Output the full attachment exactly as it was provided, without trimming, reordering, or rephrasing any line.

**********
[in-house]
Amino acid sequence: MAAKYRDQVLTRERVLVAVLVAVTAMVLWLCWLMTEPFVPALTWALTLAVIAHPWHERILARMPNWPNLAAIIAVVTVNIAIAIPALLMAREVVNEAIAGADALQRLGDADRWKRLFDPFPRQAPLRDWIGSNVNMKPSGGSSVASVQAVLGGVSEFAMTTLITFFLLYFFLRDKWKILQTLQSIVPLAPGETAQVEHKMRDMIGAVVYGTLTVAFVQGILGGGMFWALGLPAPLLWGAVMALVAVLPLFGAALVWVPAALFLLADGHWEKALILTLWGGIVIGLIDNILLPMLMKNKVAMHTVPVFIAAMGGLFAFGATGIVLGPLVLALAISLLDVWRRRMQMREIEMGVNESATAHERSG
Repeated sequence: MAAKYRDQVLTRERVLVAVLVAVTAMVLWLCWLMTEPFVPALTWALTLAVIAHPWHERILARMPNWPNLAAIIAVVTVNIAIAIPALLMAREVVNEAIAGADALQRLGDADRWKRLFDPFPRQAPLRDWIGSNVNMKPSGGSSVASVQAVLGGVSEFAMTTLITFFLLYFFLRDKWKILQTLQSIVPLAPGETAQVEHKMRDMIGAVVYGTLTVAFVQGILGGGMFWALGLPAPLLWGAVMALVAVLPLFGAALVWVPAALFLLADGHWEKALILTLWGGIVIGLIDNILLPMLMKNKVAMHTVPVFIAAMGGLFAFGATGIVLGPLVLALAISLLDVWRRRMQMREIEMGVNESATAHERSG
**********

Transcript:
[in-house]
Amino acid sequence: MAAKYRDQVLTRERVLVAVLVAVTAMVLWLCWLMTEPFVPALTWALTLAVIAHPWHERILARMPNWPNLAAIIAVVTVNIAIAIPALLMAREVVNEAIAGADALQRLGDADRWKRLFDPFPRQAPLRDWIGSNVNMKPSGGSSVASVQAVLGGVSEFAMTTLITFFLLYFFLRDKWKILQTLQSIVPLAPGETAQVEHKMRDMIGAVVYGTLTVAFVQGILGGGMFWALGLPAPLLWGAVMALVAVLPLFGAALVWVPAALFLLADGHWEKALILTLWGGIVIGLIDNILLPMLMKNKVAMHTVPVFIAAMGGLFAFGATGIVLGPLVLALAISLLDVWRRRMQMREIEMGVNESATAHERSG
Repeated sequence: MAAKYRDQVLTRERVLVAVLVAVTAMVLWLCWLMTEPFVPALTWALTLAVIAHPWHERILARMPNWPNLAAIIAVVTVNIAIAIPALLMAREVVNEAIAGADALQRLGDADRWKRLFDPFPRQAPLRDWIGSNVNMKPSGGSSVASVQAVLGGVSEFAMTTLITFFLLYFFLRDKWKILQTLQSIVPLAPGETAQVEHKMRDMIGAVVYGTLTVAFVQGILGGGMFWALGLPAPLLWGAVMALVAVLPLFGAALVWVPAALFLLADGHWEKALILTLWGGIVIGLIDNILLPMLMKNKVAMHTVPVFIAAMGGLFAFGATGIVLGPLVLALAISLLDVWRRRMQMREIEMGVNESATAHERSG